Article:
Friday, January 30, 2004

Hero worship

World O'Crap brings us this amazing tale of someone's deep deep deep and abiding love of Mr. Oxycontin himself, Rush Limbaugh.

Unsurprisingly, the worshiper's post appeared at the well-noted far-right transmitter site, Free Republic. My favorite passage:
Liberalism was planted deep within me, as if it were a parasite feeding on me. Rush cut it out like a surgeon excising a cancerous tumor, giving me the opportunity to experience life, liberty and the pursuit of happiness. He gave me the chance of a lifetime. The "lone beacon of opposition" handed me a certainty, a guarantee no person had ever given me before. No, he didn't come to Texas and brainwash me. He presented his case like he does every single day-clearly, concisely and effectively, planting the seed of common sense in my brain. By sowing that seed, he also gave me hope, happiness, and "The Passion."

"The Passion" to live life, to succeed again and again, and to not feel guilty about creating wealth. [snip]

With Rush on the radio, I continue to conquer day after day, living in conservative principles, consumed with the fiery notion of my new life. I rebuke liberalism with special thanks to my educator. I love the life I have earned, as I pursue success after success, and eagerly wait another broadcast day of "The Passion."

You know, I couldn't have presented a better example of the way Limbaugh is the real nexus for the rise of proto-fascism in America. Recall, if you will, the following passage, drawn from Erik Erikson, of the totalist mindset:
Social movements with distinctly dualistic worldviews provide psycho-ideological contexts which facilitate attempts to heal the split self by projecting negativity and devalued self-elements onto ideologically devalued contrast symbols. But there is another possible linkage between these kinds of movements and individuals with split selves in the throes of identity confusion. People with the whole range of personality disorders, which utilize splitting and projective identification, tend to have difficulties in establishing stable, intimate relationships. Splitting tends to produce volatile and unstable relationships as candidates for intimacy are alternately idealized and degraded. Thus, narcissists tend to have vocational, and more particularly, interpersonal difficulties as they obsessively focus upon status-reinforcing rewards in interpersonal relations. They have difficulty developing social bonds grounded in empathy and mutuality, and their structure of interpersonal relations tends to be unstable. Thus, individuals may be tempted to enter communal and quasi-communal social movements which combine a more structured setting for interpersonal relations with a dualistic interpersonal theme of 'triangulation' which embodies the motif of 'the enemy of my enemy is my friend.' Such movements create a sense of mutuality by focusing attention on specific contrast groups and their values, goals and lifestyles so that this shared repudiation seems to unite the participants and provide a meaningful 'boundary' to operationalize the identity of the group. Solidarity within the group and the convert's sense of dedication and sacrifice on behalf of group goals may enable him or her to repudiate the dissociated negative (bad, weak or failed) self and the related selfish and exploitative self which they may be aware that others might have perceived. These devalued selves can then be projected on to either scapegoats designated by the group or, more generally, non-believers whose values and behavior allegedly do not attain the exemplary purity and authenticity of that of devotees.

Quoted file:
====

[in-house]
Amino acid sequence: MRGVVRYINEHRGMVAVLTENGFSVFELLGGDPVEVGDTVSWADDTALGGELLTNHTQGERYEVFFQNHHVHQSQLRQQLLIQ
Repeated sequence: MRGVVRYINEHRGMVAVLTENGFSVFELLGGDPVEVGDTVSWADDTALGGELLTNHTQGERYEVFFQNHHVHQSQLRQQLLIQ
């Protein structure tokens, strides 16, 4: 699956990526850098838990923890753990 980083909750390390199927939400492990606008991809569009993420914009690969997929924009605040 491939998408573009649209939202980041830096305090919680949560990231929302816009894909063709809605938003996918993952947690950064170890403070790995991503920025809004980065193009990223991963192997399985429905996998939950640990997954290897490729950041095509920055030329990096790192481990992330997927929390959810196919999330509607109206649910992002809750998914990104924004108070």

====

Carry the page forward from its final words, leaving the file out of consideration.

Unsurprisingly, Limbaugh was more than happy to return the love.

What was especially interesting about this episode, incidentally, was the way it tailed into a discussion of Mel Gibson's new film. More about that later today.

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